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Russia’s growing stealthy conventional and nuclear submarine fleet posing threat to NATO maritime dominance

Russia is seeking to bolster its sub-surface capabilities, with new generations of conventional and nuclear propulsion submarines, which promise to be significantly more difficult to detect and track for western naval forces. This includes the Yasen, Lada, and Kalina classes of submarines. Russia’s op­erational submarine force consists of an estimated: 12 SSBNs (submarine-launched ballistic missiles) , 8 SSGNs ( Cruise Missile submarine ), 11 SSNs ( Nuclear powered general purpose attack submarine ), and 20 SSs. There also are several spe­cial-purpose nuclear and diesel-electric submarines.


Attack submarines – nuclear-powered (SSNs) and conventional (SSKs) – provide covert presence; tactical, operational, and strategic intelligence gathering; and strike capability for Russia with Kalibr land-attack/anti-ship cruise missiles. Such tasks are central to the Russian Navy’s operational posture.


Russian nuclear-powered submarines conducted an exercise near American military bases with the objective of avoiding detection as they came close to the US coast, a submarine squadron commander told a Russian military TV channel. “This mission has been accomplished, the submarines showed up in the set location in the ocean and returned to base,” the commander of the submarine squadron, Sergey Starshinov, told Zvezda. The date and location of the covert mission have not been disclosed, but the channel said the Russian nuclear-powered submarines “reached the very coastline of the US.”


“The submarines that we’re seeing are much more stealthy,” Admiral Mark Ferguson, commander of US Naval Forces in Europe at the time, told CNN. The Russians “have more advanced weapons systems, missile systems that can attack land at long ranges,” and their operational capabilities were getting better “as they range farther from home waters.”


In recent times, Russia has also demonstrated its growing capability to perform land attack missions with submarines. In December of 2015, a Russian submarine in the Mediterranean fired Kalibr missiles against land targets in Syria. NATO considers these stealthy submarines loaded with Kalibr anti-ship missiles can hold naval or merchant vessels at risk and are part of Russia’s  anti-access/area denial (A2/AD) strategies. Second, Kalibr’s long-range anti-ship and land-attack capability means Russian submarines can complicate NATO planning by projecting power eastwards while operating west of the UK in the North Atlantic, in NATO’s ‘friendly space’.


“We are creating a group of nuclear-powered submarines that will carry out missions in all regions of the global ocean and ensure Russia’s security,” Korolev said at the Kazan launch ceremony, as cited by TASS. He went on to say that Russia also plans to launch another state-of-the-art submarine this summer – a nuclear-powered ballistic missile cruiser named Knyaz Vladimir.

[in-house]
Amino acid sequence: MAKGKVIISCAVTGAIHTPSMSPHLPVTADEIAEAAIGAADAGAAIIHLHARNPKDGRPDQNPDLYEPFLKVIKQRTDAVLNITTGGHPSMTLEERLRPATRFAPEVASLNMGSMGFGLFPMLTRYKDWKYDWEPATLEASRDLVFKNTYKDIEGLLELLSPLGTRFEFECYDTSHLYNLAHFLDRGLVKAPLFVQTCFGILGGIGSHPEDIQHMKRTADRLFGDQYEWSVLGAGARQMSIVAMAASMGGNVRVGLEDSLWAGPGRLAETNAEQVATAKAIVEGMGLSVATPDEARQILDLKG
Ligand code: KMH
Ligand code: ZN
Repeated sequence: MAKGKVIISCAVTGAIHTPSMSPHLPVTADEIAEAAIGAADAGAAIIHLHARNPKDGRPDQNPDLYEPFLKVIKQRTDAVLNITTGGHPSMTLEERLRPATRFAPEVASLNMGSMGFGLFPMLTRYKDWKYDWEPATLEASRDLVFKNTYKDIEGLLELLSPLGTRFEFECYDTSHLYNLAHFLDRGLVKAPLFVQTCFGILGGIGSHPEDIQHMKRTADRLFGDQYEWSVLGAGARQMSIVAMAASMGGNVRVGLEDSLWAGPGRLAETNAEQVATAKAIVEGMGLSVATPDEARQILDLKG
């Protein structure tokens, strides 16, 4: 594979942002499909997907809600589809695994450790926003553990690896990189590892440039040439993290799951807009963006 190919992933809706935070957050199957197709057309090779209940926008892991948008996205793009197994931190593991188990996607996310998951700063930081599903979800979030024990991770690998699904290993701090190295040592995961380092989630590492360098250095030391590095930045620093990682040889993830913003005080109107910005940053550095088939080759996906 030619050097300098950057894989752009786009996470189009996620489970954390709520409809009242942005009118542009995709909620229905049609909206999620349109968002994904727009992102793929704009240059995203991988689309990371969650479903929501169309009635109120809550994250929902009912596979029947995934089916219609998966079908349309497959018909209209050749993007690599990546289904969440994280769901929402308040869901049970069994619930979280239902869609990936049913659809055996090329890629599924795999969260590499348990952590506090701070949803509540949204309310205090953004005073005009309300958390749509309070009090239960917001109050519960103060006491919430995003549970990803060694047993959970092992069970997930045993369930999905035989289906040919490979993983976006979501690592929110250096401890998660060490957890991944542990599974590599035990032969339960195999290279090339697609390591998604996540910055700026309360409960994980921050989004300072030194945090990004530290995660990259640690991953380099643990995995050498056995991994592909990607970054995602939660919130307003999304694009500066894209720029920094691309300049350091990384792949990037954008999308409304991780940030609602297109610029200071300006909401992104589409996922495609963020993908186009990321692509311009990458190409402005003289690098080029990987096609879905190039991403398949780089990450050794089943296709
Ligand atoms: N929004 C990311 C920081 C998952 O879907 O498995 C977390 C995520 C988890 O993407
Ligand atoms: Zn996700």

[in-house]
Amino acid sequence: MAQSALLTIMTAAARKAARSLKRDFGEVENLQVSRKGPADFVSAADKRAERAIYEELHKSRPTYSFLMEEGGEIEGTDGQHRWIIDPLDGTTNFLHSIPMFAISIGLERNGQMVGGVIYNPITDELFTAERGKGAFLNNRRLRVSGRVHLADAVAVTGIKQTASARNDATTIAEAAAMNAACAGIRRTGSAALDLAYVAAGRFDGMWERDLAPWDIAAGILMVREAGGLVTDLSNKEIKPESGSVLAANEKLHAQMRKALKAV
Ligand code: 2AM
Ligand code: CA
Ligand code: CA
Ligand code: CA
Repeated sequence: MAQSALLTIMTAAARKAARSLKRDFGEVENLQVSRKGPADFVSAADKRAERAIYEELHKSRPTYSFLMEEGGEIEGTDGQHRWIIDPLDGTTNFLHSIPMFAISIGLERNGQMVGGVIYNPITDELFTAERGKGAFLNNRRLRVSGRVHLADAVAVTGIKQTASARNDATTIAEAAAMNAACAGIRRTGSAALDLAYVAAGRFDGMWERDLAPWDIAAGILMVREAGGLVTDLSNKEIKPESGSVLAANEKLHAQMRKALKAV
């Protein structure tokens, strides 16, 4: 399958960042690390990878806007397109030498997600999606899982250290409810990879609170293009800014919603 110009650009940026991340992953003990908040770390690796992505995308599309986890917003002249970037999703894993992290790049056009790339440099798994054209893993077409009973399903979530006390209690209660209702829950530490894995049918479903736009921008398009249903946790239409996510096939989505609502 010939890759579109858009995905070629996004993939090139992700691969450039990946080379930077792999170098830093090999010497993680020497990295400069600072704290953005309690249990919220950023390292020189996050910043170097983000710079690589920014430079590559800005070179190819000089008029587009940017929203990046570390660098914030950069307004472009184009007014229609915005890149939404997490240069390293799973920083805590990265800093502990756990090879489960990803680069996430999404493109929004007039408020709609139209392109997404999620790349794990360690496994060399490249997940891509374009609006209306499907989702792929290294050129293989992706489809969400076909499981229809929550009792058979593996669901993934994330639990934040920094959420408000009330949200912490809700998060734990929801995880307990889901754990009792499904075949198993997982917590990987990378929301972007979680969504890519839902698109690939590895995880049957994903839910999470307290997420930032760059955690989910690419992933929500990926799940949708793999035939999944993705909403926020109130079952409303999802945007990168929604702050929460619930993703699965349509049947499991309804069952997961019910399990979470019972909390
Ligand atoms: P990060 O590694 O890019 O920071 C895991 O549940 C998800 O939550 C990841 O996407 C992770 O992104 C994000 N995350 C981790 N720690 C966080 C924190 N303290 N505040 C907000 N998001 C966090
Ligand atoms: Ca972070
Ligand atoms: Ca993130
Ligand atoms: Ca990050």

Rebalancing this emphasis and regaining ASW advantage is strategically vital for NATO, senior officials and analysts noted in a recent Royal United Services Institute (RUSI) report titled ‘Security in Northern Europe: Deterrence, Defence, and Dialogue’. In the report, Admiral James Foggo, commander of Allied Joint Force Command Naples, and Alarik Fritz, a senior research scientist at Center for Naval Analyses, argued that, with the North Atlantic critical to collective Western security, “the unavoidable operational reality is that, should conflict arise, whoever can exert control over this region can either protect or threaten all of NATO’s northern flank.”


Thus, deterring the most capable potential adversary – namely, Russia – is “the one constant that must guide NATO policies, operations, and forces”. Pointing to Russia’s increased underwater capability, they contested that “Russia’s submarines are more active than ever across the entire North Atlantic, not only testing our reactions but also familiarising themselves with the environment in which we operate.” Sustaining European stability will require, amongst other factors, NATO to “maintain [its] technological edge and positive balance of forces today and into the future”.


In his annual state-of-the-nation address on March 1, 2018, Putin discussed a number of new weapons undergoing testing and development, including a nuclear-capable undersea drone. Using colorful graphics and video, Putin said the high-speed drone could target both aircraft carriers and coastal facilities with nuclear weapons. Putin claimed the drone would be impossible to intercept. The drone was later named Poseidon.


In his most recent state-of-the-nation address on February 20, Putin announced that the first submarine equipped to carry the Poseidon would be floated out before summer. TASS reported that Moscow plans to eventually deploy more than 30 underwater nuclear-capable drones carried on four submarines.